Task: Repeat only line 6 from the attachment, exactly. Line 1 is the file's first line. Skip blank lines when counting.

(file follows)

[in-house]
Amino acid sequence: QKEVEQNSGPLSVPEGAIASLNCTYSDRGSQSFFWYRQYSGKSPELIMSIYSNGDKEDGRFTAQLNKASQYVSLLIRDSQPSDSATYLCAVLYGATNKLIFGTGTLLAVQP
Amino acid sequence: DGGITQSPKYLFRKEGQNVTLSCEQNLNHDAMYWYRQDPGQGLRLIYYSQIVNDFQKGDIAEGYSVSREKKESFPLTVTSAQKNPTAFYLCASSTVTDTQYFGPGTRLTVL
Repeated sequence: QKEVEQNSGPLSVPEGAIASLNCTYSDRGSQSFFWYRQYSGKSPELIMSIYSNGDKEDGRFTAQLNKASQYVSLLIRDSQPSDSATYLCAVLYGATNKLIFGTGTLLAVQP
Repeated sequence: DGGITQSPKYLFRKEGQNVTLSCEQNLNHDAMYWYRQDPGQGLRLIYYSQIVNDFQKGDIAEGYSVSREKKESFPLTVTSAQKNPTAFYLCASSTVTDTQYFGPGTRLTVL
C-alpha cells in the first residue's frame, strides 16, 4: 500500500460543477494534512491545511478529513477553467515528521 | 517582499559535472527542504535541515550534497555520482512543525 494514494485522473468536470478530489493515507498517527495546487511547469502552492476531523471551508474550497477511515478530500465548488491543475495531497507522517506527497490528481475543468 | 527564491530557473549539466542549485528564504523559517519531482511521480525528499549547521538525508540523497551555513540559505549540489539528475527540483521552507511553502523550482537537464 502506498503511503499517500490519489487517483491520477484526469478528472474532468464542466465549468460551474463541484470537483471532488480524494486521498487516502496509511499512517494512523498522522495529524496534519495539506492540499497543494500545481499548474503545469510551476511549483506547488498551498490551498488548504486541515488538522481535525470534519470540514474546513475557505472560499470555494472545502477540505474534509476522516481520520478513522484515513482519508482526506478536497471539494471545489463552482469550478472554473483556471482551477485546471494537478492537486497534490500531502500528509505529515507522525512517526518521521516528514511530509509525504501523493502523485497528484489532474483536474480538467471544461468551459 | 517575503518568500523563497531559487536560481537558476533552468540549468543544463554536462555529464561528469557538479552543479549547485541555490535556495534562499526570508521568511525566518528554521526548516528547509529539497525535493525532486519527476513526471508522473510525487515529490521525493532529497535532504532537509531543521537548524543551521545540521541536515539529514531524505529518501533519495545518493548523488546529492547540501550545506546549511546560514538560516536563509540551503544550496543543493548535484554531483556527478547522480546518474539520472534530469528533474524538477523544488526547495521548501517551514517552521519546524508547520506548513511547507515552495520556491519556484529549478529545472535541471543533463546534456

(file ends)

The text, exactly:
C-alpha cells in the first residue's frame, strides 16, 4: 500500500460543477494534512491545511478529513477553467515528521 | 517582499559535472527542504535541515550534497555520482512543525 494514494485522473468536470478530489493515507498517527495546487511547469502552492476531523471551508474550497477511515478530500465548488491543475495531497507522517506527497490528481475543468 | 527564491530557473549539466542549485528564504523559517519531482511521480525528499549547521538525508540523497551555513540559505549540489539528475527540483521552507511553502523550482537537464 502506498503511503499517500490519489487517483491520477484526469478528472474532468464542466465549468460551474463541484470537483471532488480524494486521498487516502496509511499512517494512523498522522495529524496534519495539506492540499497543494500545481499548474503545469510551476511549483506547488498551498490551498488548504486541515488538522481535525470534519470540514474546513475557505472560499470555494472545502477540505474534509476522516481520520478513522484515513482519508482526506478536497471539494471545489463552482469550478472554473483556471482551477485546471494537478492537486497534490500531502500528509505529515507522525512517526518521521516528514511530509509525504501523493502523485497528484489532474483536474480538467471544461468551459 | 517575503518568500523563497531559487536560481537558476533552468540549468543544463554536462555529464561528469557538479552543479549547485541555490535556495534562499526570508521568511525566518528554521526548516528547509529539497525535493525532486519527476513526471508522473510525487515529490521525493532529497535532504532537509531543521537548524543551521545540521541536515539529514531524505529518501533519495545518493548523488546529492547540501550545506546549511546560514538560516536563509540551503544550496543543493548535484554531483556527478547522480546518474539520472534530469528533474524538477523544488526547495521548501517551514517552521519546524508547520506548513511547507515552495520556491519556484529549478529545472535541471543533463546534456